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How to Keep your Paperwork in Order

By: Corinna Underwood - Updated: 9 Dec 2012 | comments*Discuss
Keeping Paper Work In Order Home Office

Do you know where your birth certificate is? Would you be able to lay your hands on your passport if you needed it in a hurry? Are all your tax records up to date and in order? If you can't answer yes to these questions then you may need some help with keeping your paperwork in order. Here are some suggestions to help you keep things in check.Keeping a systematic plan.

Your household should be viewed as a mini-business since many of the functions of planning, purchasing and record keeping are the same as they are for any other type of business, large or small. You will find financial records becoming a vital part of your life. They are a key to your credit standing, are essential to help you save money on taxes, and provide a continuing indication of your financial progress. A systematic plan for keeping track of important papers which come into your home can save hours of anxious searching, can help preserve peace and harmony and make it easier to cope with emergency situations.

Keep your desk in order

  • In most offices, whether at home or at work, paper is the number one enemy of a neat, highly functional desk. This makes your waste basket its best friend. Use it regularly to rid your desk and files of unneeded documents, magazines, junk mail and any other paper that ties up your desktop. And don't forget to recycle.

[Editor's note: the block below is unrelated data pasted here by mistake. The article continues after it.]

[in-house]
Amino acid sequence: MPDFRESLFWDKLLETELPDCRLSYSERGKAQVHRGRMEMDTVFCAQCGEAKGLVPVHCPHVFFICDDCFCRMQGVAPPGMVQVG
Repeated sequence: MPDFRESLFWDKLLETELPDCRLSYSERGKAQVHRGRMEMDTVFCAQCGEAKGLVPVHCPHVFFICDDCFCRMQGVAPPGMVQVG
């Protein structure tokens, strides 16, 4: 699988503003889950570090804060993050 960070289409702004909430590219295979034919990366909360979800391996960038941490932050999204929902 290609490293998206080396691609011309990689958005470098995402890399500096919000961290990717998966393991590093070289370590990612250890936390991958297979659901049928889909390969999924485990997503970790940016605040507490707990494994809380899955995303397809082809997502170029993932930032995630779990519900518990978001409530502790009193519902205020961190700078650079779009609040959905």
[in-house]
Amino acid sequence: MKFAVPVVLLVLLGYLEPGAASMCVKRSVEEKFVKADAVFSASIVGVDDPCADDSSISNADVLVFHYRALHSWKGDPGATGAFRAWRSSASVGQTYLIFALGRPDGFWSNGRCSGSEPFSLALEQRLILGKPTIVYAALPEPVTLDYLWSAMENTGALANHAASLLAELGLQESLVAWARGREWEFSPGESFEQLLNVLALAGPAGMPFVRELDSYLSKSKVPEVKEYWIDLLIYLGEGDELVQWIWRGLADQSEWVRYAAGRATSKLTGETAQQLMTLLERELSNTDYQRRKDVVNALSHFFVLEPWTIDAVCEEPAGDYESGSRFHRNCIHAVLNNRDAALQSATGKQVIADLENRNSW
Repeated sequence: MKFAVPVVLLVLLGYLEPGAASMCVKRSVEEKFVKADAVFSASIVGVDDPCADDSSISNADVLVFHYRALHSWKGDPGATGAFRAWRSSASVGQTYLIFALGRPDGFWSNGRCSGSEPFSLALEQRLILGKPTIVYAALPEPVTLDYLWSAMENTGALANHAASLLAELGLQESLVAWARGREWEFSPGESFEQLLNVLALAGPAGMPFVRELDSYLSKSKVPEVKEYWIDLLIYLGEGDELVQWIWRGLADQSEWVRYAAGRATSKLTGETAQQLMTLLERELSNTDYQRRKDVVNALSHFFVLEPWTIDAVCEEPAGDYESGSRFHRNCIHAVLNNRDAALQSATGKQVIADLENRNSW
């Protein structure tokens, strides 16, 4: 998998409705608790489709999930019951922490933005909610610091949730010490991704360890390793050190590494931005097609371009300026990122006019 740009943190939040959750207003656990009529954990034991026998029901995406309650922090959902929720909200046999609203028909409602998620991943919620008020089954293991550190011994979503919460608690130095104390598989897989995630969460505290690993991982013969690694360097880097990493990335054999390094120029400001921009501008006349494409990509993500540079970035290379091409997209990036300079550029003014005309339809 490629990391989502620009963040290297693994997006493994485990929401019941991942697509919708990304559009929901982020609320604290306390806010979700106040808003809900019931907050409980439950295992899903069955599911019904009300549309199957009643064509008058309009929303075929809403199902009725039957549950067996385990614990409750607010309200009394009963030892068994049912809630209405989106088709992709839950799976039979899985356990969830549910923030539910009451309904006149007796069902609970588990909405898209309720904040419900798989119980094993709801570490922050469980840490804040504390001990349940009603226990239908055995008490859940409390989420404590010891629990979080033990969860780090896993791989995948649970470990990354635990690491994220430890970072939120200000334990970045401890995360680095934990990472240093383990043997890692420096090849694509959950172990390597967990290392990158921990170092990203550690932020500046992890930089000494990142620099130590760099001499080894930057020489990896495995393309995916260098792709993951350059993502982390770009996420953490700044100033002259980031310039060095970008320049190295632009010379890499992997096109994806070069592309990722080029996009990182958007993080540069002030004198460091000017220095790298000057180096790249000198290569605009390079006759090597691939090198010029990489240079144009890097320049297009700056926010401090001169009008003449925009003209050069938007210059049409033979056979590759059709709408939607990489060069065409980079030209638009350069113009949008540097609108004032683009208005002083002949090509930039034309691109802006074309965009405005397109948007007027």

• Don't automatically print out e-mail and other electronic documents before considering whether you actually need to. By keeping it in your e-mail system or copying the documents on to your hard drive, you'll have easy access to the material, save paper and keep your workspace neat.
  • To prevent paper clutter, keep all your needed documents in file folders. As a last resort, create a "Miscellaneous" file for loose papers that can't be filed elsewhere.
  • Use the file drawer in your desk or a desktop standing file for your active files. Put old and inactive files in a separate file cabinet away from your desk.
  • Instead of keeping loose scraps of paper with your notes, telephone numbers and other bits of information, make it a point to transcribe them into your planner. You'll always know where to find the information you need.
  • Re-file regularly - as you finish a project, move the files associated with it away from your desk and into a file cabinet or storage area.
  • If you've taken old files out of storage for a specific project, don't forget to put them back when you no longer need them.
  • Dedicate a specific time each day for doing paperwork. Close your door and have your phone on voicemail to avoid distraction.
  • remove yourself from any unnecessary distribution and mailing lists
  • Throw away or redirect any documents that you do not need. Do not file anything unnecessarily. Keep an affective filing system
  • Keep your filing system simple. You should be able to find anything you need immediately.
  • The information that is used the most should be the most accessible.
  • Establish a shelf life for each of the different types of files you keep. Throw away paperwork when it is no longer relevant. Do not hold it indefinitely, clogging up the system
Record-keeping, however, is more than merely a matter of neatness and order. Legal and safety factors enter in as well. Many records and papers can be kept in a home file for ready access, while others should be left with your attorney or placed in a safe-deposit box. A good rule to follow is to keep the item at home unless it is a legal document or is difficult to replace or duplicate. Then it should be kept in a safe-deposit box or possibly left with your attorney.

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